Not surprisingly, pitching led the Sox that season with a 2.45 team ERA. Using a four-man rotation featuring Gary Peters, Joe Horlen and Tommy John along with a superb bullpen that included Wilbur Wood, Hoyt Wilhelm, Don McMahon and Bob Locker, the Sox remained competitive for the whole schedule.
If you really want to step back in time to find a winning team that couldn't hit, consider the Hitless Wonders, the 1906 White Sox. That club won the American League pennant before defeating the Cubs in the World Series, four games to two. Those guys hit .230 as a team, averaging 3.7 runs a game.
They virtually had to scratch for runs, considering that, as a team, the Sox hit just seven home runs the entire season. Of course, this was the Dead Ball Era. Babe Ruth was just 11 years old at the time. The Philadelphia A's led the league in homers with 32. Giancarlo Stanton may have that many by the All-Star Game.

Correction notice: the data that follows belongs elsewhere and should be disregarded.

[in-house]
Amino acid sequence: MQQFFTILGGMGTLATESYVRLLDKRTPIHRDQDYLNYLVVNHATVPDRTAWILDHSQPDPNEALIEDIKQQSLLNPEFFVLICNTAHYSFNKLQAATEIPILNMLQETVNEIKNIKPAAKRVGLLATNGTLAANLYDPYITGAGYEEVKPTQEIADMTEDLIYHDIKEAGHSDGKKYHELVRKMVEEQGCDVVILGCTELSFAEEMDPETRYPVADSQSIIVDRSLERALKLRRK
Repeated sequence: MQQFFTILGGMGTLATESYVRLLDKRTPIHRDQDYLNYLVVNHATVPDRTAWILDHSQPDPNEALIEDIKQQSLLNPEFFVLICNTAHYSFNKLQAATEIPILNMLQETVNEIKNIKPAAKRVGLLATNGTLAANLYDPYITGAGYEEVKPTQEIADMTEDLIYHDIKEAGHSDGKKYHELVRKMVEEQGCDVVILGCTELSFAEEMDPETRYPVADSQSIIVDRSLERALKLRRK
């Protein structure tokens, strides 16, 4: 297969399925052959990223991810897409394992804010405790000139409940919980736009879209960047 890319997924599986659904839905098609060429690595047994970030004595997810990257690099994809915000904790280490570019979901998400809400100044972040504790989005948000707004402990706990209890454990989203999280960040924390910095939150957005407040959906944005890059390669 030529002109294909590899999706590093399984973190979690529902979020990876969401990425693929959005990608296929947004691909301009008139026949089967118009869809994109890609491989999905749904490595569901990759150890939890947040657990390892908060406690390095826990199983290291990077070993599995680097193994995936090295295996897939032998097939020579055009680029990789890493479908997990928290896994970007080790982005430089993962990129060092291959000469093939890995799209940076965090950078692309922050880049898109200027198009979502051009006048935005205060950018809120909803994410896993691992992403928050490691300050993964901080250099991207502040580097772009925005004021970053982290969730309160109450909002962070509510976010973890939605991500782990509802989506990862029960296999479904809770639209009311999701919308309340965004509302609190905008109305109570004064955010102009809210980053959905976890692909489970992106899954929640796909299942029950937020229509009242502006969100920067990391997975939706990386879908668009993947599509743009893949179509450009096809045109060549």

However, the Hitless Wonders didn't have to score much since the pitching staff threw 32 shutouts. Four guys won at least 17 games. Like Yogi said, "Good pitching beats good hitting, and vice versa." Or something like that.
The distressing aspect at this time is that Sox pitching could be in trouble since the reinvigorated James Shields went on the disabled list last week for the first time in his 12-year career with what was described as a strained right lat. In three starts this season, Shields has been solid, winning his only decision and posting a 1.64 ERA.